He growled, and she narrowed her eyes in reply. They stood there for a long moment, then he sighed and grabbed her by the wrist. "Come on, dammit," he said, and yanked her behind him and left the apartment. He heard Hardison's yelped question but ignored him, tugging Parker down the hall. Parker kept up easily, despite being held somewhat sideways by his grip on her wrist. He took her to the hallway access window and opened it, crawled out onto the fire-escape and began climbing. He let go of her wrist and she climbed up behind him -- hat still held firmly in her hand.
Finally he got onto the roof, half-wishing he'd grabbed his coat on the way out, but figured they wouldn't be here long. He headed along the roof, hearing Parker's footsteps behind him as he looked for the spot he knew would be best. Halfway along he found it, the other side of the building from Nate's place. He stopped at the parapet and looked out as Parker stepped up beside him. She looked out, then looked at him -- hand half-raised to plop the hat on his head.
Eliot pointed out at the city. From this vantage point, many of the buildings were shorter than theirs, and there were breaks in the skyline for the park and the streets scattered below. It had stopped snowing that afternoon, but the blanket of white still covered the rooftops and treetops, small bumps of snow formed on the top edges of signs and unused fire-escapes.
He thought about telling her about the trees his momma had decorated every year with ornaments collected and handed down, some as old as his grandmother. Or the way the house would always smell like pine and cinnamon, or how the cookie recipe he'd planned on using was his Aunt Grace's, perfected with the exactly-right amount of almond oil and peppermint.
He could have told her how his sister and her family had celebrated without him for over a decade, how he knew how dangerous it would be for him to set a trail to visit them, no matter how briefly.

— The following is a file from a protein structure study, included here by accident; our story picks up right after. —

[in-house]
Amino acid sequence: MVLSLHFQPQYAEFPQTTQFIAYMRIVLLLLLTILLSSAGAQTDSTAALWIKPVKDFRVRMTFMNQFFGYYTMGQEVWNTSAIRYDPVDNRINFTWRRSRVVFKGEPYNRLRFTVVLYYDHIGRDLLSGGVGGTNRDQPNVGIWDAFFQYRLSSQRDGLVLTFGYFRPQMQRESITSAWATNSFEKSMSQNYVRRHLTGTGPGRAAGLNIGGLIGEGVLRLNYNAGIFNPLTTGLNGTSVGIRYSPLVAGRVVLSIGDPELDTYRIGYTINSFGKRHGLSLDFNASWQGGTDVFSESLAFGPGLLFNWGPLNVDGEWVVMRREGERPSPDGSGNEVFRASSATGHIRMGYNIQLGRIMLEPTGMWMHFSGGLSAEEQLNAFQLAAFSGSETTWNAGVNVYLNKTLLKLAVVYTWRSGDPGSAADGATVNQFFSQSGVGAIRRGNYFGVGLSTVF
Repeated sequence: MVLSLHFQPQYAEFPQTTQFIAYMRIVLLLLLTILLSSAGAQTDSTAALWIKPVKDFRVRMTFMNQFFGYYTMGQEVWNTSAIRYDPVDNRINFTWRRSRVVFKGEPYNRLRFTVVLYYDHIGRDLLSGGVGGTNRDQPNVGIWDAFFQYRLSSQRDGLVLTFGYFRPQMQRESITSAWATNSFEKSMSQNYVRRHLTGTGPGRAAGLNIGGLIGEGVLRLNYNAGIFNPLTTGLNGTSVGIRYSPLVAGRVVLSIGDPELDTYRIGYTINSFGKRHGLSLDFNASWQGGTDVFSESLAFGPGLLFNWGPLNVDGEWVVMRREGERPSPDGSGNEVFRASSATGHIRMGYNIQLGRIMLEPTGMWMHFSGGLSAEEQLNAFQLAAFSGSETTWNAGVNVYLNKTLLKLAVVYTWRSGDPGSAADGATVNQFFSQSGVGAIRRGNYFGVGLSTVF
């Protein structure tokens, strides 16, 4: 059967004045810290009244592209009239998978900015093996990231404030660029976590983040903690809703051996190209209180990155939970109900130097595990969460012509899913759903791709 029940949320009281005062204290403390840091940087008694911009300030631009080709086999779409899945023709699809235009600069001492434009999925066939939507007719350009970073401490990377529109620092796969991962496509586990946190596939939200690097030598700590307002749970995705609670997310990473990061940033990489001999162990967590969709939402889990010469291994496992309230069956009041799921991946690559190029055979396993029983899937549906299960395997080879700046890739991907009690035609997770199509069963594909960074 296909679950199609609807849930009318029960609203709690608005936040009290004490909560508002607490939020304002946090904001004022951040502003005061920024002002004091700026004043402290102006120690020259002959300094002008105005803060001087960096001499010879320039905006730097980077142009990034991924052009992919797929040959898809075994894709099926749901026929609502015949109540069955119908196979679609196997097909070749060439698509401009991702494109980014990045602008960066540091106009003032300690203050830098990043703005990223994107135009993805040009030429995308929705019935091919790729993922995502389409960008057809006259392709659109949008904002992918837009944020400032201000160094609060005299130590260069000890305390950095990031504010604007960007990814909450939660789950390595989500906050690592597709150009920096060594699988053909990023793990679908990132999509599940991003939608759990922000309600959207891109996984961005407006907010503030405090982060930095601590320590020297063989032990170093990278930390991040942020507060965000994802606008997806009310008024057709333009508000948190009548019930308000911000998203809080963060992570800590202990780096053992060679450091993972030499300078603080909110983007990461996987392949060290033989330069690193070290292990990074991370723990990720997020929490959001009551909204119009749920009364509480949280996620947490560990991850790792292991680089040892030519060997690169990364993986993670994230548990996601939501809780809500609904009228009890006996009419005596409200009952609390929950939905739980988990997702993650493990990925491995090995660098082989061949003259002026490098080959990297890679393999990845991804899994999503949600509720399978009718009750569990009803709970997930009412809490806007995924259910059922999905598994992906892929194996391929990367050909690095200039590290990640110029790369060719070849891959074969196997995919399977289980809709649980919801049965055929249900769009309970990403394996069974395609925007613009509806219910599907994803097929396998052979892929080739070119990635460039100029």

What he did was look at the snow and listen to the city, the night air punctuated by fluffy-white puffs of their breaths. Then he glanced over at her. "I don't need all that stuff to remember what's important," he said quietly.
There was silence, then Parker said, "I never had Christmas until last year, when Nate gave us presents. I want to do it right." She looked at him, straight on, voice steady. "Now that I have a reason to."
Eliot nodded. "Nothing wrong with that. But if you keep trying to make me wear something 'seasonal' I'm going to drop you off this roof, and tell Hardison where you hid his present."
Parker's eyes narrowed. "You're bluffing."
Eliot grinned. "Top shelf, right hand closet, fifth floor of the Edison building--" He stopped when Parker clamped her hand over his mouth. She stood there for a moment, then slowly lowered her hand. She looked at the hat she was still holding, then suddenly let it fall, tumbling over the edge of the roof.
"Deal," she said, and held out her hand to shake on it. Eliot took her hand and they shook.
"Can we go back inside before my manly bits freeze?" Hardison called out, standing at the far edge of the roof by the fire escape. "Now that you two aren't going to kill each other -- unless you are, in which case can we do it downstairs indoors, where it's warm? And somebody better make me some hot cocoa to defrost my fingers. I'm going to need about five heated blankets, too, and some fuzzy slippers," he added as Eliot and Parker simply walked over and headed back down the fire-escape. "I think I need some marshmallows in my cocoa, and some sprinkles. And that.. what's that thing they stick in the cocoa? I need one of those." Hardison kept up his litany of demands as they climbed back inside the building When they got back to Nate's apartment, Hardison went back to his keyboard, muttering about frozen programs and re-doing precious coding.
Eliot headed to the kitchen, where he started to make two mugs of hot cocoa -- then he sighed at himself, then pulled out a third mug.